Following the A-Level results released last Thursday, research shows that there has been a significant increase in the number of pupils choosing maths and science over english and other languages. Interestingly, Exam board chiefs believe this trend is partially to blame for this year's declining pass rates (which dipped for the first time in 30 years, with the number of A* to E grades dropping 0.1 points to 98%) with the increased uptake of science and maths coming at the expense of broader subjects that some claim are easier. Reports show that the number of pupils taking English at A-level dropped by more than 4% and those taking French dropped by as much as 7%. In contrast, chemistry and physics increased by 3%, with Biology being the third most popular subject across the board. The most significant rise in numbers was computing that etched up by 11%.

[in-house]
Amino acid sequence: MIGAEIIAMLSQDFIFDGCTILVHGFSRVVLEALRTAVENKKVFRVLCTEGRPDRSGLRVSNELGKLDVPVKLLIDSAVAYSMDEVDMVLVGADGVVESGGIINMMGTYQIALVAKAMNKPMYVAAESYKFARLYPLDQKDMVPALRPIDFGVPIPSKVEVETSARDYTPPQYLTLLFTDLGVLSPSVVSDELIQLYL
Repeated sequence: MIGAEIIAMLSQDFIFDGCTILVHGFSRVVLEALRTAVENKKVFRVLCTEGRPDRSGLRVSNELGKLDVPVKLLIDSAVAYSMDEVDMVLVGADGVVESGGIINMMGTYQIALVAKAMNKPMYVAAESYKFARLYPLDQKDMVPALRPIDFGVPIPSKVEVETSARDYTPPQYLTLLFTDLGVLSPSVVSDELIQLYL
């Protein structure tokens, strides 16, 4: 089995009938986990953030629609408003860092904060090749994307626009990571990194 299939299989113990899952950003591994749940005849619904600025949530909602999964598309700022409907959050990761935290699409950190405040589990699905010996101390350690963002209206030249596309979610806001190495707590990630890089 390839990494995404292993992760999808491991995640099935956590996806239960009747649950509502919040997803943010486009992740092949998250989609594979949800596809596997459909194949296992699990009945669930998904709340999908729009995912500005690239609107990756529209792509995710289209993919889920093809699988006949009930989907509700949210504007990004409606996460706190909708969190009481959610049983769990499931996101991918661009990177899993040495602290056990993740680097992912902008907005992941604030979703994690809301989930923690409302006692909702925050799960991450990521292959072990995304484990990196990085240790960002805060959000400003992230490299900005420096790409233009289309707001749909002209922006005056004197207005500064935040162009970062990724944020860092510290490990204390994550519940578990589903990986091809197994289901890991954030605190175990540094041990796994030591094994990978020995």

Education secretory, Nicky Morgan, said: "I'm delighted to see more students, especially young women, studying maths and sciences, and teachers having more time to push pupils to achieve the very top grades. This will help them secure the top jobs, regardless of their background, and secure a brighter future." However, while many agree that the increase in popularity among these subjects is important, particularly among young women, experts show concern for UK employment, as languages are also vital in order to stay competitive with the rest of the world. John Cridland, who is director-general of the CBI employers' group pointed out that: "If we want to do what George Osborne has asked us to do, which is double Britain's exports from half a trillion to a trillion [pounds] within the decade, then languages are an important part of business: managers being able to get on planes to the far-flung parts of the world and sell British goods and services.If you can't do that"‰."‰."‰."‰the ability to have that second or third language gives your competitor from Germany, or France, or the Netherlands, the edge."